Recording wasn’t all plain sailing though. Laurence suffers from Crohn’s Disease: a chronic inflammatory ailment of the intestines resulting in acute abdominal pain. “He did have some pretty bad days with it in the studio. He was in a lot of pain and discomfort sometimes and it was understandably very hard to get him to concentrate. He’s fighting a very nasty disease and it must be really tough at times.”

Someone else Mike has worked with recently is Sari Schorr, whose debut album A Force of Nature has recently been released to much acclaim and anticipation. “I was asked recently what my favourite productions were and I had to say that amongst my top five would have to be A Force of Nature. It might actually the best album I have ever made in terms of production and creating something unique. It came from almost nothing more really than Sari as an artist and the quality of her songs.

“I believe in her so strongly as a singer and love the way she approaches her work and songwriting. They’re all very different but each one contains a positivity and power that’s breathtaking. It’s the balance and mood she creates that’s astonishing. She is without doubt one of the most awesome singers I have ever heard in my life and what I’d really like to be able to do is help raise her profile to match that of Beth Hart’s.”

The music industry has changed beyond all recognition since Mike Vernon began his career in 1963. Would he like to be starting out today? “If I’m allowed to be 20 again, then definitely,” he laughs. “Other than that, to be honest, I don’t think I would want to be starting out as a producer. I’m lucky inasmuch as I’m not having to go out looking for work, but I don’t think producers are too much in demand any more. People do it themselves now. Of the old school, there are very, very few of us around.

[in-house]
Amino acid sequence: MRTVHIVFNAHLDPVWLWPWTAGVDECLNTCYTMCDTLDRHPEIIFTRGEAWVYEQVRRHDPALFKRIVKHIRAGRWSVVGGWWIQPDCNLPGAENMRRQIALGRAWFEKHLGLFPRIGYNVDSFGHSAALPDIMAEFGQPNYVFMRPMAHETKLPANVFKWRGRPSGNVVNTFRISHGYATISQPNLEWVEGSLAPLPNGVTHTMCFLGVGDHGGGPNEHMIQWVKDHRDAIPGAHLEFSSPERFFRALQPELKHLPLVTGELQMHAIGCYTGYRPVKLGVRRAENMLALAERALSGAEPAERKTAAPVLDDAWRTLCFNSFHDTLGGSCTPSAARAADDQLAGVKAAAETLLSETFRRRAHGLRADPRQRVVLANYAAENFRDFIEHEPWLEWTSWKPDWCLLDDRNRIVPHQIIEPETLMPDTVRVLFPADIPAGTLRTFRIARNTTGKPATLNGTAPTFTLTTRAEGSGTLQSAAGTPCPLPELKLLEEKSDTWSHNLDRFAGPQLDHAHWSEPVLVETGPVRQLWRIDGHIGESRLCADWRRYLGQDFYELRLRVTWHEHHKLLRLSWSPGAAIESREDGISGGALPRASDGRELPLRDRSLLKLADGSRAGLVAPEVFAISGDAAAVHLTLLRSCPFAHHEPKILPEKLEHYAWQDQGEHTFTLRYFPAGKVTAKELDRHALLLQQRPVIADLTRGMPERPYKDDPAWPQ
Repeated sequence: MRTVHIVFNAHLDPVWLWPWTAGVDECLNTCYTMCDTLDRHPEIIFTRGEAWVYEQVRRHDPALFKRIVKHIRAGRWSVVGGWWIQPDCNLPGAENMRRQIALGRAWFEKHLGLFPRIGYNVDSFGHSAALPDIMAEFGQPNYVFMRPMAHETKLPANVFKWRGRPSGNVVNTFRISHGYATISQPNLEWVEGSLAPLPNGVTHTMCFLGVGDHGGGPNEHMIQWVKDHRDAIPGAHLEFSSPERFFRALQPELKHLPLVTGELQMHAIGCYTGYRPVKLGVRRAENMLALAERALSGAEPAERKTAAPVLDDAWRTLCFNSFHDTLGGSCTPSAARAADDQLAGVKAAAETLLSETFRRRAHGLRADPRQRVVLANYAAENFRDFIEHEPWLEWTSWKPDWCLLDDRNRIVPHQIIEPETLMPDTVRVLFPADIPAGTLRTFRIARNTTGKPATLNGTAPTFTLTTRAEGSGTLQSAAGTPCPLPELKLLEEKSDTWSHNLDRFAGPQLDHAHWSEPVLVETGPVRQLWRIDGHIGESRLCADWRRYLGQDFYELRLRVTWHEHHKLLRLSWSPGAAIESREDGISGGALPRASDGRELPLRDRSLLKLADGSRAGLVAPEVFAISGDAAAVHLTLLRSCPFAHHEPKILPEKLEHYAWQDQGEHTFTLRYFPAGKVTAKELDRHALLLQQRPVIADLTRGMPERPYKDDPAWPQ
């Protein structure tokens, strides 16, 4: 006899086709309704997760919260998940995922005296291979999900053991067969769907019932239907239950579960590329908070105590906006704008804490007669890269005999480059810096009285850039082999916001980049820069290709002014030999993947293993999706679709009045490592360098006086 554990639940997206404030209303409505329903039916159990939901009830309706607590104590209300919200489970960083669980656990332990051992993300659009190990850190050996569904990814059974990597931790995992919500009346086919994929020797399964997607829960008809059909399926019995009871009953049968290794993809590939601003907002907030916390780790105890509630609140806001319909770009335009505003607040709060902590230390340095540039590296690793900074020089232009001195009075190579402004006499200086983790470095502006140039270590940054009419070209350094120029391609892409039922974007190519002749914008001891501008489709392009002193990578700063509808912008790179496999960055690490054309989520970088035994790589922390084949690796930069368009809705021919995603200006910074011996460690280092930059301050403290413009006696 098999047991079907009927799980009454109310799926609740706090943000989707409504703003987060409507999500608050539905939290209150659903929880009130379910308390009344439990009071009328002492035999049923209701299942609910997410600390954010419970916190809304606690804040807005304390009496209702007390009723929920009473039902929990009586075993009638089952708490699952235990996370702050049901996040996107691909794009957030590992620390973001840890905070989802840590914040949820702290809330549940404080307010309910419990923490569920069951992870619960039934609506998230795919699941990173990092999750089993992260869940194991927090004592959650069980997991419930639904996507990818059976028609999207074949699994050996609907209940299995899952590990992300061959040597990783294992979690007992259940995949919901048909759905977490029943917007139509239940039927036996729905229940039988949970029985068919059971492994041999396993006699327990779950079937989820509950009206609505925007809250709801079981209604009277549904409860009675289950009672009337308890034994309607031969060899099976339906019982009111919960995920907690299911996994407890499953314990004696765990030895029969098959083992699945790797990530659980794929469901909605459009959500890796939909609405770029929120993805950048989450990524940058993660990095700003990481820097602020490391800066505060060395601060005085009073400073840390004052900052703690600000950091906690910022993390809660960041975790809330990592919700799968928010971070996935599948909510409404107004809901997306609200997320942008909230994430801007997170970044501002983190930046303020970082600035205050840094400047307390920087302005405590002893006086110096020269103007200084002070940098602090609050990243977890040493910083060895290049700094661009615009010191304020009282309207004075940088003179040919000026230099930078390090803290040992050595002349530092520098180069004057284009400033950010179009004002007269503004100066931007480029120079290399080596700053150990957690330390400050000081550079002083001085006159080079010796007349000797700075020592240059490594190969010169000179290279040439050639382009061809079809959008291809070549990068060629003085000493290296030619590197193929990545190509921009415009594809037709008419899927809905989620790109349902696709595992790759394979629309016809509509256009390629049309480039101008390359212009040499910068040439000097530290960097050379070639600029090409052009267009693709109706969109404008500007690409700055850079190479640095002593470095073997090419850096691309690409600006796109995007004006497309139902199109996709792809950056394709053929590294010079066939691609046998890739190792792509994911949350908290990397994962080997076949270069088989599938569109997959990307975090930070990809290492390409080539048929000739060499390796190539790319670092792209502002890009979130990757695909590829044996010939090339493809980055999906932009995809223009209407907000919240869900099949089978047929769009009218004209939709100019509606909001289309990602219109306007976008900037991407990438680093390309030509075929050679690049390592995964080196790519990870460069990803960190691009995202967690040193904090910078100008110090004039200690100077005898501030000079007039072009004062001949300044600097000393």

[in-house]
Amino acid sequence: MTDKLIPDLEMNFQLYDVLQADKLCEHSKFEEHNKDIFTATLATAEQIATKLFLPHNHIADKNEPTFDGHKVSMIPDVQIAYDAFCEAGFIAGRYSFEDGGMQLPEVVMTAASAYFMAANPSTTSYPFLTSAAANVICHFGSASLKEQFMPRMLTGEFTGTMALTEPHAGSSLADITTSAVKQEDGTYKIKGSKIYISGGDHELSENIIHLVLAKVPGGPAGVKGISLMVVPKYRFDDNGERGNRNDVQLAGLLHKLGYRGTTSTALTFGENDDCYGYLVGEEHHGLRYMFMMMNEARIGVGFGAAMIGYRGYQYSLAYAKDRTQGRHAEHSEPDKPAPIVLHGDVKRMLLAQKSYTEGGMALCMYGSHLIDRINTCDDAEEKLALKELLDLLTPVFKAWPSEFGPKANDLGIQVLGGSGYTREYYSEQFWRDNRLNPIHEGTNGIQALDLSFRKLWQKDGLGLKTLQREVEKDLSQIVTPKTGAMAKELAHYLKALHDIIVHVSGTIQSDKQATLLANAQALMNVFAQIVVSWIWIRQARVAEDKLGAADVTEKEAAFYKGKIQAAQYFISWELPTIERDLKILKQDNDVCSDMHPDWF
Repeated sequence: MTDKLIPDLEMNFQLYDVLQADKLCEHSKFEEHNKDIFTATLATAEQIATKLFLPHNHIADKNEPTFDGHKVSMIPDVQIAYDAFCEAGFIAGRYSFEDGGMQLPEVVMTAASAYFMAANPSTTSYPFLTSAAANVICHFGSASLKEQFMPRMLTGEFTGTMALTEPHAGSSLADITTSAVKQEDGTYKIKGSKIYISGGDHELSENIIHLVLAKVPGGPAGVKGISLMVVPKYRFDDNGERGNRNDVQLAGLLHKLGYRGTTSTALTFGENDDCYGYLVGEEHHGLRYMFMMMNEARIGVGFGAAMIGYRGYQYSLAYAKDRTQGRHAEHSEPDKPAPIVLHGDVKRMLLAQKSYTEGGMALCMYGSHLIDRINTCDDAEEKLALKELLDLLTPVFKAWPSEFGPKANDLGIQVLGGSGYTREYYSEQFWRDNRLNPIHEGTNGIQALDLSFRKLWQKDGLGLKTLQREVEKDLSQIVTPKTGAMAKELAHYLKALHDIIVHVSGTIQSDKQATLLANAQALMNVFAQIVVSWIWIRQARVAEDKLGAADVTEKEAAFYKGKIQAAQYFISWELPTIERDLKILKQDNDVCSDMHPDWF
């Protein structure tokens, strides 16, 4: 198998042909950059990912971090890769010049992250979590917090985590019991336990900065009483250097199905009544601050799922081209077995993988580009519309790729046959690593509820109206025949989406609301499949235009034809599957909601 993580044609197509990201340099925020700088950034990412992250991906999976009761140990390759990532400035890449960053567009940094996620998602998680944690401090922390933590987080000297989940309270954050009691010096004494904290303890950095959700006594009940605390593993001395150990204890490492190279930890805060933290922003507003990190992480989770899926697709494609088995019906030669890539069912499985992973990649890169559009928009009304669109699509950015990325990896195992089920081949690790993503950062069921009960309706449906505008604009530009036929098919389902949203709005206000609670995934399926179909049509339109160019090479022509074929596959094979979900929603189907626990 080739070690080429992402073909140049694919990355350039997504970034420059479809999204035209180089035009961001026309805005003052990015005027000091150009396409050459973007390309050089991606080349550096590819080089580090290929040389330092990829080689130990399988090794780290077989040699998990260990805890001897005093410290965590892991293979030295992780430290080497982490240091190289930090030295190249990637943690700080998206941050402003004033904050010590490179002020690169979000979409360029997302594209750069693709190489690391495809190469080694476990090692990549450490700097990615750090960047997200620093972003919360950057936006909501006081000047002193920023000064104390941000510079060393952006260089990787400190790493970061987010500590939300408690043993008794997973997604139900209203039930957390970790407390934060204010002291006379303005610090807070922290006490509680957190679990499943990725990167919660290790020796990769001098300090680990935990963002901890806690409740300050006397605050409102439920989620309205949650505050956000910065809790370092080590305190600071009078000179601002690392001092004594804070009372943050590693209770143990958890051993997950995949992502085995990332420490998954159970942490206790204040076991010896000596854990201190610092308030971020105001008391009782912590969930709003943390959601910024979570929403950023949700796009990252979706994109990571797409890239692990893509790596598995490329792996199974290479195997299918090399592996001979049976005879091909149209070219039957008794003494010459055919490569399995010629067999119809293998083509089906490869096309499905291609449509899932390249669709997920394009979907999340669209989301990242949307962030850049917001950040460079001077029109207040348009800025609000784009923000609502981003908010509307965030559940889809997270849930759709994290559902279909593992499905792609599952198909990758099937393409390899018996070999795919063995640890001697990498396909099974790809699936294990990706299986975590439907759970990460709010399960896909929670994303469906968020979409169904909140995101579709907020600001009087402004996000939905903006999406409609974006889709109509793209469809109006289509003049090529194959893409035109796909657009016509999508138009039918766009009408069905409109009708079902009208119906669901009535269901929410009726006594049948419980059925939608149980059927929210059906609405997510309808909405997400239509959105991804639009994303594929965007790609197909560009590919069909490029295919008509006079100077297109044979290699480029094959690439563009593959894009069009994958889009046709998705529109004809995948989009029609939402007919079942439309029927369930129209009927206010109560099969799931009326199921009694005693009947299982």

“I don’t have too much of an issue with shows like X Factor though either. We all carp on about the crap it produces, but in reality it also comes up with some very real talent.  Often it is the ones who don’t win who move forward and build on what they’ve achieved on TV. Some extraordinarily good singers have come out of shows like that and you have to remember that you just cannot stop music evolving.

“It is with us every moment of every day in one form or another; some good, some bad, some great, some terrible. It’s subjective but the fact remains that there isn’t anybody in this world who doesn’t listen to some form of music every moment of their lives. Music is everywhere.  It’s what makes the heart pound and the blood flow. It’s uncontrollable. When you have something like that, you can’t possibly have any control over what people do with it or how they market it.”

“That said, because music is in the air around us, people also think that they should access recorded music for free. Why should they? Someone has to make it first. Then someone has to invest time and money to make it whole. That’s the biggest issue today, I think. That there are far too many ways to get access to recorded music for free, which is definitely not right.”

So what’s next? “The second Sari Schorr album!  We’ll probably start work towards the end of next year. She’s already working on songs but I’ve not heard any of them yet. Laurence asked at the end of recording Take Me High if I’d like to work on the next record. I don’t think any of us envisaged the success it’s been if we’re being honest, but it’s great that it has been.  We’ll see. In the meantime, I have a cobbled patio and a stair case to finish building.”